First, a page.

Other MLA Resources
The official MLA Handbook is available at the service desk in Rothrock library and by request from the librarian at the centers.
The library also recommends these web sources for more information about MLA citation and formatting:
The Big Ideas
The Big Ideas
Citation is not just a hoop your instructor makes you jump through! If you understand the purpose of citation, you may have an easier time remembering the rules. Your in-text citations should:
1. Tell the reader which information came from which source.
2. Direct the reader to the appropriate entry in your works cited list.
Your works cited entries should:
1. Let the reader begin to evaluate the source. Information in your works cited entry, like author’s name, periodical title, or publisher, and date can help a reader decide if your source is likely to be reliable.
2. Let the reader find the source. The works cited entry should provide all information necessary to locate the source. For instance, to find a magazine article, it helps to know what magazine it was in.
MLA 8th Edition/2016
This guide will help you format citations in MLA (Modern Language Association) style, Eighth Edition. (Also called “MLA 8” or “MLA 2016.”) Use the "author," "title," and "other elements" tabs to see information on handling each element in your works cited entries, including examples and explanations. If you just want to see examples, use the "Works Cited Examples" tab.
Citations give credit to authors whose materials you used in your project. They also provide information to readers that enables them to evaluate and locate the materials that you used. There are several citation styles.
Understanding the purpose of citations will help you determine what information needs to be in your citation. Examples like the ones in this guide will help you format your citation and check that it “looks right.” You may need to look at a few examples, and consider how each one meets the needs of the reader, in order to decide how best to cite a particular source.
If you have difficulty creating your citations, speak to your professor or contact the Writing Lab at (URL, Phone). For assistance in creating a citation for a material type that does not appear in this guide, or a question about a citation you have created, contact a librarian.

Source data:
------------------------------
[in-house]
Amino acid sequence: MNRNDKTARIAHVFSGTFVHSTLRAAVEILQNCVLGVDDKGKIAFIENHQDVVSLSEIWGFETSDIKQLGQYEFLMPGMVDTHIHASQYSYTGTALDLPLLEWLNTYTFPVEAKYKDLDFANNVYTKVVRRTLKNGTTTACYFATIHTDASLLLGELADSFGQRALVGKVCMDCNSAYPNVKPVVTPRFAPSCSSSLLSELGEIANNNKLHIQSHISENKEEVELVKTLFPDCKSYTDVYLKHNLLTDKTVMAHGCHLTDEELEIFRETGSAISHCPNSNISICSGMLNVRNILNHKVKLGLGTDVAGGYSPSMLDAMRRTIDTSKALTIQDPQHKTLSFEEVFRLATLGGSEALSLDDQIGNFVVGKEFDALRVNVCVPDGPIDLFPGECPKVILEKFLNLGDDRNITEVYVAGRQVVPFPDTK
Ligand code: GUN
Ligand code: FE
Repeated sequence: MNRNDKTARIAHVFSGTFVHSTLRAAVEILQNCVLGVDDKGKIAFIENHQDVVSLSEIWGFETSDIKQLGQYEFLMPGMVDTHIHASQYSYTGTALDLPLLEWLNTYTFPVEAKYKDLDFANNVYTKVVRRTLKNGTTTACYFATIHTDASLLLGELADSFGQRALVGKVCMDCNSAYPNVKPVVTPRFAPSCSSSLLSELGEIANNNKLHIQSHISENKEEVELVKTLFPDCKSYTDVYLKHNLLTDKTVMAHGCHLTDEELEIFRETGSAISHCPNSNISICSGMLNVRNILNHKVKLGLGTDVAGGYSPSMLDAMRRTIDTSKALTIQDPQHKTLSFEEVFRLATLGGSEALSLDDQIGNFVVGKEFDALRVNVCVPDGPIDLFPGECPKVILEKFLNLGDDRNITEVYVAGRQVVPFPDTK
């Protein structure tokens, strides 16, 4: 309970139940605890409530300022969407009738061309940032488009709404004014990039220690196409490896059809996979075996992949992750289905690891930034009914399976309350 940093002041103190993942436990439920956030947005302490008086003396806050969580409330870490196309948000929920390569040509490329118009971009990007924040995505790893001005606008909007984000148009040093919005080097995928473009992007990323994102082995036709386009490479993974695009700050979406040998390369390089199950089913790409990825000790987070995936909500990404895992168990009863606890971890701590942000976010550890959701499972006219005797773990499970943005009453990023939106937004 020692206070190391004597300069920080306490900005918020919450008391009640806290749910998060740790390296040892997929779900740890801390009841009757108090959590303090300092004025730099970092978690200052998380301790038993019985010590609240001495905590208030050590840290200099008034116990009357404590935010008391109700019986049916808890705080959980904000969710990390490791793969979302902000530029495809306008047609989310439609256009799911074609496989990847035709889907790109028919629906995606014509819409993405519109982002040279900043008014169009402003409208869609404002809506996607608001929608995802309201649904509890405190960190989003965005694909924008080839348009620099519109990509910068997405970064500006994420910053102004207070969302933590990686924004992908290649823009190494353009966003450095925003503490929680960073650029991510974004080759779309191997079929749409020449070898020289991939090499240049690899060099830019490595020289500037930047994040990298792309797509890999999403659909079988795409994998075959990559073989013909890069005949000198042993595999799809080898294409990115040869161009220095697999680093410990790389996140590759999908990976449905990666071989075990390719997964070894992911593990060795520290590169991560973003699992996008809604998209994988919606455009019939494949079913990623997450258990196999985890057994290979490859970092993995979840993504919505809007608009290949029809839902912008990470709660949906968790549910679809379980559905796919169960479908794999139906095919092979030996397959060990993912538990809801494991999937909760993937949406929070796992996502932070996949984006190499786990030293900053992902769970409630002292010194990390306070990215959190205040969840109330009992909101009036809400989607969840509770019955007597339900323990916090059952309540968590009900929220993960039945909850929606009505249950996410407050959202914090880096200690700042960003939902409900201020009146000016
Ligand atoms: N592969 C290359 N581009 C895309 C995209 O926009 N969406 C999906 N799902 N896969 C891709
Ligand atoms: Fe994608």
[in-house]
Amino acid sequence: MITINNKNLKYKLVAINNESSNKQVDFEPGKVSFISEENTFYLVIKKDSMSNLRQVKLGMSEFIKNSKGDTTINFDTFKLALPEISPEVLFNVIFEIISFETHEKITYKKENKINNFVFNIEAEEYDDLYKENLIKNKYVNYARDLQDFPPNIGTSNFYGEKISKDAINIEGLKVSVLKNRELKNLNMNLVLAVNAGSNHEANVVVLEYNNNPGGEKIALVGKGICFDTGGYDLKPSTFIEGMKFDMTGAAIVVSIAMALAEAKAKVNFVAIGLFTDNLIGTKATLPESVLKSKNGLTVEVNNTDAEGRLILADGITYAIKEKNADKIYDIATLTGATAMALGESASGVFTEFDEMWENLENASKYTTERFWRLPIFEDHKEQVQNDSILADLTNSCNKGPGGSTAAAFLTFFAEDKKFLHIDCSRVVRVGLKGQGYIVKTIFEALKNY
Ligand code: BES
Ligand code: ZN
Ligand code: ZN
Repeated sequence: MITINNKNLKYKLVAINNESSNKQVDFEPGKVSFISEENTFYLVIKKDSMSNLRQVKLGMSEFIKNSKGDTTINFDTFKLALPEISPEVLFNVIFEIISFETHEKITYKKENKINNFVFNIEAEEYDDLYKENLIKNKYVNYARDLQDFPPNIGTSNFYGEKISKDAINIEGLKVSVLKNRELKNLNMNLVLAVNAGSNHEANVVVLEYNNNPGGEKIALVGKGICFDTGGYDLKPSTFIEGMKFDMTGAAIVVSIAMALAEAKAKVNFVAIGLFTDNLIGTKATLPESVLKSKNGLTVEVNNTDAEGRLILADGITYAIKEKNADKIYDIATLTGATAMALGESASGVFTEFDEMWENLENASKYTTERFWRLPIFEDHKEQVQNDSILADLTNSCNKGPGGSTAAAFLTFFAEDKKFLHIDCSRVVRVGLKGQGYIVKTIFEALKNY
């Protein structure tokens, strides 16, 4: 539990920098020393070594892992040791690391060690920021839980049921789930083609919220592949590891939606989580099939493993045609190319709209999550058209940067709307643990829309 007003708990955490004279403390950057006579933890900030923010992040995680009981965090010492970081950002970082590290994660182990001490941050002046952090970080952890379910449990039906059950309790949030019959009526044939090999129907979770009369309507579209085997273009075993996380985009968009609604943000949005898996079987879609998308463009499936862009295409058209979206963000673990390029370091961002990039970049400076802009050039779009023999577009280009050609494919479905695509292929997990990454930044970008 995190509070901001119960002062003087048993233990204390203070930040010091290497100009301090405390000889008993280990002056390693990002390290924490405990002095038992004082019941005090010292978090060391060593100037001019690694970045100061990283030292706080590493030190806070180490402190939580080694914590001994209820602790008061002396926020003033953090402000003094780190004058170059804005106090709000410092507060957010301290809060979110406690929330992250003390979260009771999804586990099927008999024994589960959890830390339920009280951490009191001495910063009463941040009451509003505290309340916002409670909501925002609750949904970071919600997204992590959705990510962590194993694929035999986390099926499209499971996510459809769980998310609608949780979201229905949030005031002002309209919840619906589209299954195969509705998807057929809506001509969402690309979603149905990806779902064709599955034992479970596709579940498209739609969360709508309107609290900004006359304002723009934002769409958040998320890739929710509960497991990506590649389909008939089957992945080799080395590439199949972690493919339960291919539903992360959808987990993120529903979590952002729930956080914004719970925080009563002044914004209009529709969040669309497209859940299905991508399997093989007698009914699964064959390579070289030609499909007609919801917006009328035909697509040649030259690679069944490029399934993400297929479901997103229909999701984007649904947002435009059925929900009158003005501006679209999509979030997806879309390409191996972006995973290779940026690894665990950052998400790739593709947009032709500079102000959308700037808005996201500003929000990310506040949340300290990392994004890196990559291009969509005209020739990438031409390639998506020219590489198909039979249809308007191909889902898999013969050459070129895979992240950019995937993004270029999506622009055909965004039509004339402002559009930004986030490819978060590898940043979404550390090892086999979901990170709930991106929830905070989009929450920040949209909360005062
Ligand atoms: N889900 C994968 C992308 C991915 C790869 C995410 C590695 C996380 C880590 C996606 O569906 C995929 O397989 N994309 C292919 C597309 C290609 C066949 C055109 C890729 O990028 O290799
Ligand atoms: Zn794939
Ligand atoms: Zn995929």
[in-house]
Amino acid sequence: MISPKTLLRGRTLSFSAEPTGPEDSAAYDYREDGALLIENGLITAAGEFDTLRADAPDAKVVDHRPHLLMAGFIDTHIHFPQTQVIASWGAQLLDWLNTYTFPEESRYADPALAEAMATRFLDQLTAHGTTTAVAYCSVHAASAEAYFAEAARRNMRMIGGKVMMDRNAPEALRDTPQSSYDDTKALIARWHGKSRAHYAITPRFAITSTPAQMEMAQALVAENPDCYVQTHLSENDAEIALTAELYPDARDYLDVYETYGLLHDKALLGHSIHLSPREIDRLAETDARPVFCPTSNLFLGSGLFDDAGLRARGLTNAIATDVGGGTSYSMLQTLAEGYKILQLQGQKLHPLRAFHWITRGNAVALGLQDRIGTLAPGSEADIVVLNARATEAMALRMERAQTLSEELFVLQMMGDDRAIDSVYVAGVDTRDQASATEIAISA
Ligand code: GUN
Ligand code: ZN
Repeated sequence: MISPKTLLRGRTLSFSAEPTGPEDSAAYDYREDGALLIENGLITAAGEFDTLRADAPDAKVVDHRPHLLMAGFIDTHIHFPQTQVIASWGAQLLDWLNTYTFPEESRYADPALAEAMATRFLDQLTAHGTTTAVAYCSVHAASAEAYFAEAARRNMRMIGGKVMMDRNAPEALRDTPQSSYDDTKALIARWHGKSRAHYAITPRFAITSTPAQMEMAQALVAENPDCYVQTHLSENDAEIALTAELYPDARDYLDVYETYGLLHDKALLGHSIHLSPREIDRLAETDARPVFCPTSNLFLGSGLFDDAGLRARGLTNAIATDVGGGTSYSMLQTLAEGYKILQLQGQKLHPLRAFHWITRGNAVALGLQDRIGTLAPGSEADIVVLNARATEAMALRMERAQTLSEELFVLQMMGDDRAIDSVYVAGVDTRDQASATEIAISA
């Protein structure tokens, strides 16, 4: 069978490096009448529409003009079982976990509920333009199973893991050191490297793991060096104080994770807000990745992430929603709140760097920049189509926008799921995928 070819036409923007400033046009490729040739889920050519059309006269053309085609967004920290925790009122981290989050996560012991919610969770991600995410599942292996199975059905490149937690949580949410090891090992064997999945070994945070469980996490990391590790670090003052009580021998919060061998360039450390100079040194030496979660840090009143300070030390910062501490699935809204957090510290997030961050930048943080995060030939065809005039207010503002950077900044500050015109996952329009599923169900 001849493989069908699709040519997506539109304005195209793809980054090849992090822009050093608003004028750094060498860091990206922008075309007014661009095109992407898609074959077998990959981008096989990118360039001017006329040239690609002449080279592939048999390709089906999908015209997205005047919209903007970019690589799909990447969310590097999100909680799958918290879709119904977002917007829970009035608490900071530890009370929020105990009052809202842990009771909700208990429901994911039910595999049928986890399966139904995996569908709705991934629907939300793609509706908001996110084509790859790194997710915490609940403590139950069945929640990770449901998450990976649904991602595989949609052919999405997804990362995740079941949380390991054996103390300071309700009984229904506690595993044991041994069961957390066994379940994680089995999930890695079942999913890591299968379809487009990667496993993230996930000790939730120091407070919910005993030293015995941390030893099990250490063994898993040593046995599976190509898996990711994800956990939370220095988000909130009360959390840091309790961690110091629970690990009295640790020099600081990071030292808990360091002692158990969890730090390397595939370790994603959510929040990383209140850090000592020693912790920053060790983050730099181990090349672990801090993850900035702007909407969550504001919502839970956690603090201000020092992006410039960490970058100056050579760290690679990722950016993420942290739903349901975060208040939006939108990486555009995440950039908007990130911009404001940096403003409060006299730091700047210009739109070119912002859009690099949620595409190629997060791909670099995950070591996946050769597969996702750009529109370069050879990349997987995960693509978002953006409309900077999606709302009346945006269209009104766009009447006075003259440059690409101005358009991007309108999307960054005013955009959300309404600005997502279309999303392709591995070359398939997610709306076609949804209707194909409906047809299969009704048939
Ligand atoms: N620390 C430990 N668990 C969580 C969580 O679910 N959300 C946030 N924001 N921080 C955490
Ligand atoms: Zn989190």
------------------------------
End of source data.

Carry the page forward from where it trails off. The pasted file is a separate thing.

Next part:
MLA 8 includes some optional or recommended elements, as well as areas where the style invites users to make a judgement call about what to include, based on the anticipated needs of their readers. Your instructor may give you specific instructions on how to handle these elements. If you aren’t sure whether any special instructions were given, check the syllabus and assignment sheet, and if you still don’t know, ask the instructor.
If you previously learned an earlier edition of MLA style, for instance in high school, you may notice some differences with the way MLA 8 is presented. Rather than attempting to make a rule for each possible type of source, MLA 8 focuses on the types of identifying information that most sources have and provides a system for arranging them. The basic elements are:
· Title of source
· Title of container
· Other contributors
· Publication Date
They appear in a citation in this order. Some sources won’t have all of these elements, and some elements may occur more than once. In this guide, we will start by discussing each element, and then look at examples for some of the most common source types. If the source you need to cite doesn’t match one of the examples, look at the element tabs for insight into how to handle each element.
We at Rothrock Library are happy to help you with your questions about research and citation! You can:
- Stop by the library
- Give us a call: 610-799-1150
- Email us through Ask a Librarian
Monday-Thursday: 7:30 AM to 9:45 PM
Friday: 7:30 AM to 5 PM
Saturday: 8 AM to 1 PM
Saturday Hours are for Fall and Spring semesters only.